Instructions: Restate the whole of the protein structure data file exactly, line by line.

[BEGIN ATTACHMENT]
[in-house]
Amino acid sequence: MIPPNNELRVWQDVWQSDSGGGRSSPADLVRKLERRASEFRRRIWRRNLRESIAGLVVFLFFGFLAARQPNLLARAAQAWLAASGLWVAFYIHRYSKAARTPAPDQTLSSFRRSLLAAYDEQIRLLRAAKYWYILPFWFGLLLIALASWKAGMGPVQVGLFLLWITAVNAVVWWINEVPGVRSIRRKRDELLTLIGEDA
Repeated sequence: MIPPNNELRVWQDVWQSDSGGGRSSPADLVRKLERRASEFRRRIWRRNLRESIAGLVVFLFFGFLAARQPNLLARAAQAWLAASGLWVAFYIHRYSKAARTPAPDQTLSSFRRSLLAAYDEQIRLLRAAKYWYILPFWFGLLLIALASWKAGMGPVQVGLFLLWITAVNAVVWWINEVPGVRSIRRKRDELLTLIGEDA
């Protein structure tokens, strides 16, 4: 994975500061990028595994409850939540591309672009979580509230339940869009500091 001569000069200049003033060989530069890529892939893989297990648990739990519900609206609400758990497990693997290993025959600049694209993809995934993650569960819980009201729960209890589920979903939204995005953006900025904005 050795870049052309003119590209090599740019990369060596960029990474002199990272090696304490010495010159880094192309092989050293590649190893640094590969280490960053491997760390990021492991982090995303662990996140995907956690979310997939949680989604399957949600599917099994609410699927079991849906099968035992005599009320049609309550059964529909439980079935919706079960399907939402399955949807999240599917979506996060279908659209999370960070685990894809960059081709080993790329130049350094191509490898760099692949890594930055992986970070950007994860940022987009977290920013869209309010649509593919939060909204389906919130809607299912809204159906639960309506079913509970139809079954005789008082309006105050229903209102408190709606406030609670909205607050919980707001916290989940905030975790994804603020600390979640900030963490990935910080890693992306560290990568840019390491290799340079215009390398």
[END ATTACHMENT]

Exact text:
[in-house]
Amino acid sequence: MIPPNNELRVWQDVWQSDSGGGRSSPADLVRKLERRASEFRRRIWRRNLRESIAGLVVFLFFGFLAARQPNLLARAAQAWLAASGLWVAFYIHRYSKAARTPAPDQTLSSFRRSLLAAYDEQIRLLRAAKYWYILPFWFGLLLIALASWKAGMGPVQVGLFLLWITAVNAVVWWINEVPGVRSIRRKRDELLTLIGEDA
Repeated sequence: MIPPNNELRVWQDVWQSDSGGGRSSPADLVRKLERRASEFRRRIWRRNLRESIAGLVVFLFFGFLAARQPNLLARAAQAWLAASGLWVAFYIHRYSKAARTPAPDQTLSSFRRSLLAAYDEQIRLLRAAKYWYILPFWFGLLLIALASWKAGMGPVQVGLFLLWITAVNAVVWWINEVPGVRSIRRKRDELLTLIGEDA
């Protein structure tokens, strides 16, 4: 994975500061990028595994409850939540591309672009979580509230339940869009500091 001569000069200049003033060989530069890529892939893989297990648990739990519900609206609400758990497990693997290993025959600049694209993809995934993650569960819980009201729960209890589920979903939204995005953006900025904005 050795870049052309003119590209090599740019990369060596960029990474002199990272090696304490010495010159880094192309092989050293590649190893640094590969280490960053491997760390990021492991982090995303662990996140995907956690979310997939949680989604399957949600599917099994609410699927079991849906099968035992005599009320049609309550059964529909439980079935919706079960399907939402399955949807999240599917979506996060279908659209999370960070685990894809960059081709080993790329130049350094191509490898760099692949890594930055992986970070950007994860940022987009977290920013869209309010649509593919939060909204389906919130809607299912809204159906639960309506079913509970139809079954005789008082309006105050229903209102408190709606406030609670909205607050919980707001916290989940905030975790994804603020600390979640900030963490990935910080890693992306560290990568840019390491290799340079215009390398």